[sugar] [OLPC library] [OLPC-Games] Physics -- Newtonian mechanics.. for kids!

Yoshiki Ohshima yoshiki
Tue Jul 15 19:09:03 EDT 2008

```> >  Heh, of course you can try by yourself.
>
> I want to know what happens in your code. Can you send it to me?

There is no code, and I don't know how to send anything.  I just
played around it on XO, and took photos but it couldn't same data into
Journal.

> > the floor (stand still), and make another hit from the side, the
> > momentum is shared by these two circles and both of them move together
> > at the same speed.
>
> That's unphysical, and I would only program that way in a fantasy
> setting. In a head-on elastic collision of two circles of equal mass,
> the hitter should stop dead, transferring all of its energy and
> momentum to the one it hit. As any pool payer knows for the case of
> spheres. In a Newton's cradle the momentum and energy passes from ball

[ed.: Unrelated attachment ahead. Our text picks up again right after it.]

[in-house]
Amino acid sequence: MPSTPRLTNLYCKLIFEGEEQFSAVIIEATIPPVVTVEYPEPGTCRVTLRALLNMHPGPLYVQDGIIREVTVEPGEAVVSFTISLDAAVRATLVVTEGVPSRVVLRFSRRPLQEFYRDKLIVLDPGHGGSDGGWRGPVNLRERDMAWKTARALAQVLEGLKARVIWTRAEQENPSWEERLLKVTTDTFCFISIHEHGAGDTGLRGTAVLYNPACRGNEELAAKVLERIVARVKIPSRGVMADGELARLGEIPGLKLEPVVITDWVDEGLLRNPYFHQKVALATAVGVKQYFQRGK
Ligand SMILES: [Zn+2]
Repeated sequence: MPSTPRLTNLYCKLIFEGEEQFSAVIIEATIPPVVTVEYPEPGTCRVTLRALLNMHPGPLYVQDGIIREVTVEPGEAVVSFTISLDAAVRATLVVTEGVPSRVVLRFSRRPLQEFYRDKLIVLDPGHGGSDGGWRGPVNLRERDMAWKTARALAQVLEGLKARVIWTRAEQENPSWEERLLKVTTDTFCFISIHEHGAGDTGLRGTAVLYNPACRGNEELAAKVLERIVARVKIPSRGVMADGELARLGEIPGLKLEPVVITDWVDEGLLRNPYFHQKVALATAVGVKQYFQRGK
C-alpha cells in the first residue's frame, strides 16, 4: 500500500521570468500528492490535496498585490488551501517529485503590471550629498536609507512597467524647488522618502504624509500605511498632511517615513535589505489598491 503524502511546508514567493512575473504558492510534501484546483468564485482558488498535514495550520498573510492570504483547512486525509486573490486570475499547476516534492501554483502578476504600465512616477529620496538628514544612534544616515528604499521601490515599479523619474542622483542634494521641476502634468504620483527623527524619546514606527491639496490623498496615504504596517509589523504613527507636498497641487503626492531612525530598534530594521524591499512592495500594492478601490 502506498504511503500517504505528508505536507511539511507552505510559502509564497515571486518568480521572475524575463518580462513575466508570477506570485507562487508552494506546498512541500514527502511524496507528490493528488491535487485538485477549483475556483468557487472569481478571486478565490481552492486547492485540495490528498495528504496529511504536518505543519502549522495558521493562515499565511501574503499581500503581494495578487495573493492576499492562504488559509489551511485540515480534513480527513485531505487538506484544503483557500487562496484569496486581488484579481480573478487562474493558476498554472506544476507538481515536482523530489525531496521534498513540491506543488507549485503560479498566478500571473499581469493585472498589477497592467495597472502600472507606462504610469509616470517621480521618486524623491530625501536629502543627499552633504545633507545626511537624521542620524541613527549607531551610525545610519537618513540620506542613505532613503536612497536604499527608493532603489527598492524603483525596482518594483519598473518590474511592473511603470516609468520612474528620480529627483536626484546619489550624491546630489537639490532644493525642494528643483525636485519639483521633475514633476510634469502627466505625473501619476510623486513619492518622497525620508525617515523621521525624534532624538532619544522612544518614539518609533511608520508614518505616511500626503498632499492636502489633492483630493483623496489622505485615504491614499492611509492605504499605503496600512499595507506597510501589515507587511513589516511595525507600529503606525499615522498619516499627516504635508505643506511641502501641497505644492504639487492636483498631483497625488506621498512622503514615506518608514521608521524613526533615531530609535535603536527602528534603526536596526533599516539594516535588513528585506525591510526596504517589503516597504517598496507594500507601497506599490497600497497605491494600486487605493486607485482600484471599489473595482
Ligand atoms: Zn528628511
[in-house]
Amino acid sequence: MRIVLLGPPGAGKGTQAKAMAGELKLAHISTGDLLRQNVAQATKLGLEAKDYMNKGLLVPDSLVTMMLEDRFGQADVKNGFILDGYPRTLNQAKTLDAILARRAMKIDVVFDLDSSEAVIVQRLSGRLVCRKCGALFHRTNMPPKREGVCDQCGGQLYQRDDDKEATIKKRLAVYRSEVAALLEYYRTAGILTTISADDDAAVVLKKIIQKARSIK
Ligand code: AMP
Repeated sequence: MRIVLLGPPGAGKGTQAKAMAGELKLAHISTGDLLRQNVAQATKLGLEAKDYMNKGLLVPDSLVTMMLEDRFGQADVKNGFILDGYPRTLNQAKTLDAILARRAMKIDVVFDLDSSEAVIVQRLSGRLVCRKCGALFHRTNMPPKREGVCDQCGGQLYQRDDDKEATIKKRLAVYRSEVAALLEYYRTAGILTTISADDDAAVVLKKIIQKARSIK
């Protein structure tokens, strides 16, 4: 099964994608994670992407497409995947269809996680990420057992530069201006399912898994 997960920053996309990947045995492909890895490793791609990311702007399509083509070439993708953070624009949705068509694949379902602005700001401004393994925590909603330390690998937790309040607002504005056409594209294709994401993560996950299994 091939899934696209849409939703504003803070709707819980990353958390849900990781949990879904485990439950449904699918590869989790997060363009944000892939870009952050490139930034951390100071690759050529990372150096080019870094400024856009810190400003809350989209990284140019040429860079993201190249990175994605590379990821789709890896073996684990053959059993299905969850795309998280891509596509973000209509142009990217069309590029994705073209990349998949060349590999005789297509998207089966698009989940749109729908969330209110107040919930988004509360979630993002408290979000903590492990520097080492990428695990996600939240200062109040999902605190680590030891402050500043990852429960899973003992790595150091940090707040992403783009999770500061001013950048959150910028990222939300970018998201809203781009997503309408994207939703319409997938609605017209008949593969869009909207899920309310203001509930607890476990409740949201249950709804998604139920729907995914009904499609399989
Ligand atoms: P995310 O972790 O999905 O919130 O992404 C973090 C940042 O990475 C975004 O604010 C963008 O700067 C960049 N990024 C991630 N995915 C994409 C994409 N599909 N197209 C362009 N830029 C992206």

> to ball at the speed of sound in the material of the balls.

If the ball is made of silly putty, something like this can happen,
and as others pointed out (and in my second email mentions it), it is
just wrong elasticity given to the circles.

> >> Have you tried two pendula hanging from a horizontal string? Do you
> >> get the expected transfer of energy back and forth?
> >
> >  Yes, but no.  I'm not sure what you mean by a horizontal string, but
> > the string I made is not flexible enough to make it happen.
>
> Tie a string between two points at the same height.
>
> Then tie a pendulum to the string.
>
> Then tie another pendulum of the same length and mass to a different
> point on the string.
>
>    \____/
>     |       |
>    o      o
>
> Start one pendulum in the direction perpendicular to the plane of the
> diagram. It will gradually transfer energy and momentum to the other
> almost completely, and then start up again while the other slows down
> and stops, and so on.

Edward... I know what it is.  I'm just saying that there is no
"string", it isn't trivial to make the same length or size of
something more than one, nor there is no perpendicular plane in
"Physics" (yet).

-- Yoshiki

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